Tuesday, January 19, 2010

The Glenn Stewart Farm Group

Another farm group designed by Alfred Hopkins, this time for Glenn Stewart, a diplomat, on Feeks Lane in Lattingtown c. 1914. A 1915 map lists Greta Hostetter (Mrs. Glenn Stewart) as proprietor and a 1927 map shows Anson Wood Burchard as owner. Hostetter's mother Allene married A.W. Burchard sometime later in her life (Burchard's estate 'Birchwood' was across the street). I do not know if there was a house that accompanied these outbuildings. Click HERE to see the farm group on google earth.




Pictures from Architectural Record, 1915.

6 comments:

Anonymous said...

what's the house right next door with the long drive? it almost looks like the grounds flow into the farm group.

Anonymous said...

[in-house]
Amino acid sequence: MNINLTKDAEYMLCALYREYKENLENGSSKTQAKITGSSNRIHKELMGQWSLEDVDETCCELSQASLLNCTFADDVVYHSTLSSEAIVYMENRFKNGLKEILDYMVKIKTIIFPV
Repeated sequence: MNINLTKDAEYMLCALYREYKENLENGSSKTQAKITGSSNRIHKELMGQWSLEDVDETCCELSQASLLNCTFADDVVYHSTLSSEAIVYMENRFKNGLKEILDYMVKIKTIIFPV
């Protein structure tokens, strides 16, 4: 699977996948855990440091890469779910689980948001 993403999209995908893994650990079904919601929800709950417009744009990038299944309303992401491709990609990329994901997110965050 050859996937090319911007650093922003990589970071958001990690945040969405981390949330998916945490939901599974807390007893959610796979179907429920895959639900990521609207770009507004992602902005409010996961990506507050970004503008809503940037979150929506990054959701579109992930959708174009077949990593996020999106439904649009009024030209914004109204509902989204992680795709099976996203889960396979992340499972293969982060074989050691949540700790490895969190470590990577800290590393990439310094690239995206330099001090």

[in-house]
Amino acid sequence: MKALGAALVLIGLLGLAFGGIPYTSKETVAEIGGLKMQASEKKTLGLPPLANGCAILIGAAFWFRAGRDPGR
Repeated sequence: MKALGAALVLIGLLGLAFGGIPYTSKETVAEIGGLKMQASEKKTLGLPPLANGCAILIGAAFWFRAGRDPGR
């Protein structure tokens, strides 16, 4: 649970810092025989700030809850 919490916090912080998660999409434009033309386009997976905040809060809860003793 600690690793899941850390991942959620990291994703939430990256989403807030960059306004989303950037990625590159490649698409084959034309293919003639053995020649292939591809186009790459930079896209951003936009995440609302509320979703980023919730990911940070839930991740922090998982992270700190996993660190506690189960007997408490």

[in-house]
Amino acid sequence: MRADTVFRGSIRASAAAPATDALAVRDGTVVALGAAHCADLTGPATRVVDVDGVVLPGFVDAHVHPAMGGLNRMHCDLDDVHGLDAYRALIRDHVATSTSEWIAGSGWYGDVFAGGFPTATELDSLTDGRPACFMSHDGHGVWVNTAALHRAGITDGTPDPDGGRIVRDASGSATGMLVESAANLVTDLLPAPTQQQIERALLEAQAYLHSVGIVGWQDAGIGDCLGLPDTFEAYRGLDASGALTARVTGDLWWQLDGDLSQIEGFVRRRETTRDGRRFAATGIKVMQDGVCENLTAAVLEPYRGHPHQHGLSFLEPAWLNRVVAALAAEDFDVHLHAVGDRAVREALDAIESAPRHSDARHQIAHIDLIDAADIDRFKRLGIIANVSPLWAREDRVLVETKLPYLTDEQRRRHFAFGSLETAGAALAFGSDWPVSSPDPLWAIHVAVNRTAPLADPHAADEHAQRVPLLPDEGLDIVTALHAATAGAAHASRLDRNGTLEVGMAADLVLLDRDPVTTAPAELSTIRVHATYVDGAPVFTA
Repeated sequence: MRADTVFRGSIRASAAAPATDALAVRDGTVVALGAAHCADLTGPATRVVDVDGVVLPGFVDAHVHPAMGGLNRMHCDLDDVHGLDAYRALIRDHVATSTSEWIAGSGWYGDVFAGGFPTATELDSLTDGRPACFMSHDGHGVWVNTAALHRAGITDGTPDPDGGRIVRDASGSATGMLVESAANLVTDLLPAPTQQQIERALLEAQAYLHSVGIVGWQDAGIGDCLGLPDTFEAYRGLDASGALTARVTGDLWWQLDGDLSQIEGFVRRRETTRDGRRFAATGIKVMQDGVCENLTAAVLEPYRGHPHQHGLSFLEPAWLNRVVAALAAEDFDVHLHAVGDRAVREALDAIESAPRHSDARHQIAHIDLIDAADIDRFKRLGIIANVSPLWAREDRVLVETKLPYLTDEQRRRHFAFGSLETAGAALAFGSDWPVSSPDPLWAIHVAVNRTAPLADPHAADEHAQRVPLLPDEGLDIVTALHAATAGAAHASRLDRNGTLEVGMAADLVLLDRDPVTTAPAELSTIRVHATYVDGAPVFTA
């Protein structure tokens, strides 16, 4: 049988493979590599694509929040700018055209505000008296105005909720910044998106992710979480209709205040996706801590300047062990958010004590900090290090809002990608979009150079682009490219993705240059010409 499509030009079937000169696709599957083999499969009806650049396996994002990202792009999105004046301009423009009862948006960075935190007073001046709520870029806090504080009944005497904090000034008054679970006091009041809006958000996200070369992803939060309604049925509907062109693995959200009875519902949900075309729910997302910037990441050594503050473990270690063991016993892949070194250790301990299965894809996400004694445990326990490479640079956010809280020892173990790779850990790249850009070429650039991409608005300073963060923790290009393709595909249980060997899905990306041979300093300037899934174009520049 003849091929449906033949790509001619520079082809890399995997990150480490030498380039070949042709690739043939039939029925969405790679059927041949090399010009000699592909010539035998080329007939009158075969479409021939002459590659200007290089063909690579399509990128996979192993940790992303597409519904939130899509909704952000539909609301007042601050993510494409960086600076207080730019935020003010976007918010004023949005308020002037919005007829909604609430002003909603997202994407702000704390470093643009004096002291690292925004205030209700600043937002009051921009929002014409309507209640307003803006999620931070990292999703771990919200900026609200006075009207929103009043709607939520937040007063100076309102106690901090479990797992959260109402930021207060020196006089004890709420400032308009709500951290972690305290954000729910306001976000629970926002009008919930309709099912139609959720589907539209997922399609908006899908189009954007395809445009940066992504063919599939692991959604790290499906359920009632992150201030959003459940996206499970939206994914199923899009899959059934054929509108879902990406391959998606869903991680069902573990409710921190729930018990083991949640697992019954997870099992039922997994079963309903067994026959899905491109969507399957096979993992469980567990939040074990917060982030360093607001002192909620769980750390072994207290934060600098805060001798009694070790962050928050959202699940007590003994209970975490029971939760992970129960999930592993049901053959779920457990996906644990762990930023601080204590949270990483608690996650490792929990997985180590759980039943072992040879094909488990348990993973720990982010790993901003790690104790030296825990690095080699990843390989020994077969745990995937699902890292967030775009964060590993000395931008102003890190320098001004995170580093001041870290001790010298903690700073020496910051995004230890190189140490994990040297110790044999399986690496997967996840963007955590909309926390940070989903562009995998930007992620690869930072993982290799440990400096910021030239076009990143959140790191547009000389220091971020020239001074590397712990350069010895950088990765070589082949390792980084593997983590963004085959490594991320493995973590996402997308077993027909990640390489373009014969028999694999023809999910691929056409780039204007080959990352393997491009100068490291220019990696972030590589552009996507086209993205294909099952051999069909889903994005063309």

http://www.nassaucountyny.gov/mynassauproperty/viewphoto.jsp?txtSection=29&txtBlock=M&txtLot=255&txtSuffix=0&txtBldg=&txtCondo=&txtYear=2012

An Aesthete's Lament said...

Hostetter's mother was the marrying kind, having gone to the altar five times. Husband 1 was Theodore Hostetter. Husband 2 was Morton Colton Nichols. Husband 3 was Anson Wood Burchard. Husband 4 was His Serene Highness Prince Henry XXXIII of Reuss. And Husband 5 was Count Paul Kotzebue.

An Aesthete's Lament said...

Described by a cousin as "a liar, a womanizer, and a no-account," Glenn Stewart smoked cigarettes with a gold cigarette holder and once attempted to blow up a section of train tracks when he was a student at Yale, in order to get back at some pretty girls who turned down an invitation to one of his parties—the bomb blew up prematurely, blinding one of his eyes and scarring his face. He had a bizarre house in Maryland, a castle. See http://www.dupontcastle.com/castles/pink.htm. His first wife, Greta Hostetter, died after four years of marriage. His second wife was Jacqueline Archer, an Irish heiress, who dyed her poodles to match the interiors of her automobiles. (All into from "Wye Island" by Boyd Gibbons.)

Zach said...

Wow....this guy was something.

Anonymous said...

The princess/countess is mentioned in the Michael Gross book, 740 PARK